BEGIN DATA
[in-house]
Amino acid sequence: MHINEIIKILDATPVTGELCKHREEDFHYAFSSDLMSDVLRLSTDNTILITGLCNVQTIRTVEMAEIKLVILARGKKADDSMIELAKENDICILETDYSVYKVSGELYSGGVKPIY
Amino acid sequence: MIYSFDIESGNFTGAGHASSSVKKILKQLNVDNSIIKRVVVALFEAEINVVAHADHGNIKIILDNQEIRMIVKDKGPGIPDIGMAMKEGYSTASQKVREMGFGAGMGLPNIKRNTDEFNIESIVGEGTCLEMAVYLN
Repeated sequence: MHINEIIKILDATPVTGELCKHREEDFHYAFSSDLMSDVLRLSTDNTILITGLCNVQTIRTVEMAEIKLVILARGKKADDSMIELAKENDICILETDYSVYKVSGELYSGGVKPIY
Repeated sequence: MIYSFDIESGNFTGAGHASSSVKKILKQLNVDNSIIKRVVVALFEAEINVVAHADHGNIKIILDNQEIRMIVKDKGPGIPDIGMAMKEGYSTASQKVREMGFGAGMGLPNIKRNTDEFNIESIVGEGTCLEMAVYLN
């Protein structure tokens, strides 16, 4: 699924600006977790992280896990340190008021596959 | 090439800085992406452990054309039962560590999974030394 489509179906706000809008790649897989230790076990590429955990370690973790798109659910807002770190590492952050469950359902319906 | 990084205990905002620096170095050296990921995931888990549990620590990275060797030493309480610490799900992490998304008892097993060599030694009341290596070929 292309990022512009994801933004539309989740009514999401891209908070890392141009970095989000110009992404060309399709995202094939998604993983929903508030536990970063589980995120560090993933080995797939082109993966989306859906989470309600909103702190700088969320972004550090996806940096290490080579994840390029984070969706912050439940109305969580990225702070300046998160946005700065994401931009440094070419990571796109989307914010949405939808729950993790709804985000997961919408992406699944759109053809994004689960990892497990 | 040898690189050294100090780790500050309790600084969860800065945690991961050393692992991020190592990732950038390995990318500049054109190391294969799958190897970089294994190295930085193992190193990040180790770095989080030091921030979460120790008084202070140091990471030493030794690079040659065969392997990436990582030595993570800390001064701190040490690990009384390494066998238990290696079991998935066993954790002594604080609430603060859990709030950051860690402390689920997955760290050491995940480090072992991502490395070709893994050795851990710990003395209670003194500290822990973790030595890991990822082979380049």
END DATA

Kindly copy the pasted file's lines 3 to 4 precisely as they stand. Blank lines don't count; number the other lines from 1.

Amino acid sequence: MIYSFDIESGNFTGAGHASSSVKKILKQLNVDNSIIKRVVVALFEAEINVVAHADHGNIKIILDNQEIRMIVKDKGPGIPDIGMAMKEGYSTASQKVREMGFGAGMGLPNIKRNTDEFNIESIVGEGTCLEMAVYLN
Repeated sequence: MHINEIIKILDATPVTGELCKHREEDFHYAFSSDLMSDVLRLSTDNTILITGLCNVQTIRTVEMAEIKLVILARGKKADDSMIELAKENDICILETDYSVYKVSGELYSGGVKPIY